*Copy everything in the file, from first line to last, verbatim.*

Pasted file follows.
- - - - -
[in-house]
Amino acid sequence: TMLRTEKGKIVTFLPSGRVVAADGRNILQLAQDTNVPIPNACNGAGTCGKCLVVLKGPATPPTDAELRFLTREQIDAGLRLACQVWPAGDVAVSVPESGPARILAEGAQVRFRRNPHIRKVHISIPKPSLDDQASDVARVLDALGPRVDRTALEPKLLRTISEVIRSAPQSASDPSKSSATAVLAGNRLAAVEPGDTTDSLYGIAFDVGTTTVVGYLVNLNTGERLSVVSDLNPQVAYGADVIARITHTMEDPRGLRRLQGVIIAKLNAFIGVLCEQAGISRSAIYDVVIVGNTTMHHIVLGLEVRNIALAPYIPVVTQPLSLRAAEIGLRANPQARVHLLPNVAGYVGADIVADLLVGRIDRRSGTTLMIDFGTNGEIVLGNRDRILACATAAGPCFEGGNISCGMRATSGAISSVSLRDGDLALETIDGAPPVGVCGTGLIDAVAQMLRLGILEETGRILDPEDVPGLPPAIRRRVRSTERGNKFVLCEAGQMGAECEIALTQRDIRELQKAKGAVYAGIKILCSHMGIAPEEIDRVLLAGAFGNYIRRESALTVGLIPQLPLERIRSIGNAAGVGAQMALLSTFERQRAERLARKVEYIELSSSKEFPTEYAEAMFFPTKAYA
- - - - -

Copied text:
[in-house]
Amino acid sequence: TMLRTEKGKIVTFLPSGRVVAADGRNILQLAQDTNVPIPNACNGAGTCGKCLVVLKGPATPPTDAELRFLTREQIDAGLRLACQVWPAGDVAVSVPESGPARILAEGAQVRFRRNPHIRKVHISIPKPSLDDQASDVARVLDALGPRVDRTALEPKLLRTISEVIRSAPQSASDPSKSSATAVLAGNRLAAVEPGDTTDSLYGIAFDVGTTTVVGYLVNLNTGERLSVVSDLNPQVAYGADVIARITHTMEDPRGLRRLQGVIIAKLNAFIGVLCEQAGISRSAIYDVVIVGNTTMHHIVLGLEVRNIALAPYIPVVTQPLSLRAAEIGLRANPQARVHLLPNVAGYVGADIVADLLVGRIDRRSGTTLMIDFGTNGEIVLGNRDRILACATAAGPCFEGGNISCGMRATSGAISSVSLRDGDLALETIDGAPPVGVCGTGLIDAVAQMLRLGILEETGRILDPEDVPGLPPAIRRRVRSTERGNKFVLCEAGQMGAECEIALTQRDIRELQKAKGAVYAGIKILCSHMGIAPEEIDRVLLAGAFGNYIRRESALTVGLIPQLPLERIRSIGNAAGVGAQMALLSTFERQRAERLARKVEYIELSSSKEFPTEYAEAMFFPTKAYA